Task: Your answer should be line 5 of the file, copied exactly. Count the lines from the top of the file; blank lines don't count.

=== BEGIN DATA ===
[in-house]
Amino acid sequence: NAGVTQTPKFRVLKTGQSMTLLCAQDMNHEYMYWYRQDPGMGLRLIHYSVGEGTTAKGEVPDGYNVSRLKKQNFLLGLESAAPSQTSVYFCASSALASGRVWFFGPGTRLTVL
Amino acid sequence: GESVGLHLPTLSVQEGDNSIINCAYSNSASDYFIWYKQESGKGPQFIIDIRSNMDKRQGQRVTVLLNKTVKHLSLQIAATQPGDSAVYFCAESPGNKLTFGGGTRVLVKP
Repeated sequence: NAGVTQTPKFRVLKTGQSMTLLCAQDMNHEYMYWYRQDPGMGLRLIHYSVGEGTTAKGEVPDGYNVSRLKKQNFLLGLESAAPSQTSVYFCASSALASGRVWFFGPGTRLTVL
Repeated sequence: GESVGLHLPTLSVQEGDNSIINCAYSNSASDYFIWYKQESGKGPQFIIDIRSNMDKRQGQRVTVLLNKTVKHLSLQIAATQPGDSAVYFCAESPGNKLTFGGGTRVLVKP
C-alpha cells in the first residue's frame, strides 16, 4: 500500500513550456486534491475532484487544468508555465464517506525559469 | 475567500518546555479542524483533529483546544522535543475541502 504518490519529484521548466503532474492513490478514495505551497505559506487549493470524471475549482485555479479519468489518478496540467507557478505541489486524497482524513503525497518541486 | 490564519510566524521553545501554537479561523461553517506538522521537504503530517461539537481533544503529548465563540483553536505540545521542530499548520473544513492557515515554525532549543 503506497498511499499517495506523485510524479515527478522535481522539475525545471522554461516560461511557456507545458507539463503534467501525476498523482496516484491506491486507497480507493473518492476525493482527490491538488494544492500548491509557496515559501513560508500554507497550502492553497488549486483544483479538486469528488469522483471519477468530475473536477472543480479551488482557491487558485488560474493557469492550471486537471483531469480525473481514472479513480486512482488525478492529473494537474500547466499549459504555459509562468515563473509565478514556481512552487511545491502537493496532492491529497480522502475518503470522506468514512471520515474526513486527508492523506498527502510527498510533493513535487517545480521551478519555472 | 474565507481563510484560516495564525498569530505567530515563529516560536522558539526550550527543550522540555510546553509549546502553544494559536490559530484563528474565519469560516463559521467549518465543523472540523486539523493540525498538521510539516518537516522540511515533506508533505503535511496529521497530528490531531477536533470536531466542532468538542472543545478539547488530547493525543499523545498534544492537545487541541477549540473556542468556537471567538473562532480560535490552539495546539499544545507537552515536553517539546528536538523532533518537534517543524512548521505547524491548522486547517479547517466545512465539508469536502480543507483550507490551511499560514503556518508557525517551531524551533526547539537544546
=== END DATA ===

Repeated sequence: GESVGLHLPTLSVQEGDNSIINCAYSNSASDYFIWYKQESGKGPQFIIDIRSNMDKRQGQRVTVLLNKTVKHLSLQIAATQPGDSAVYFCAESPGNKLTFGGGTRVLVKP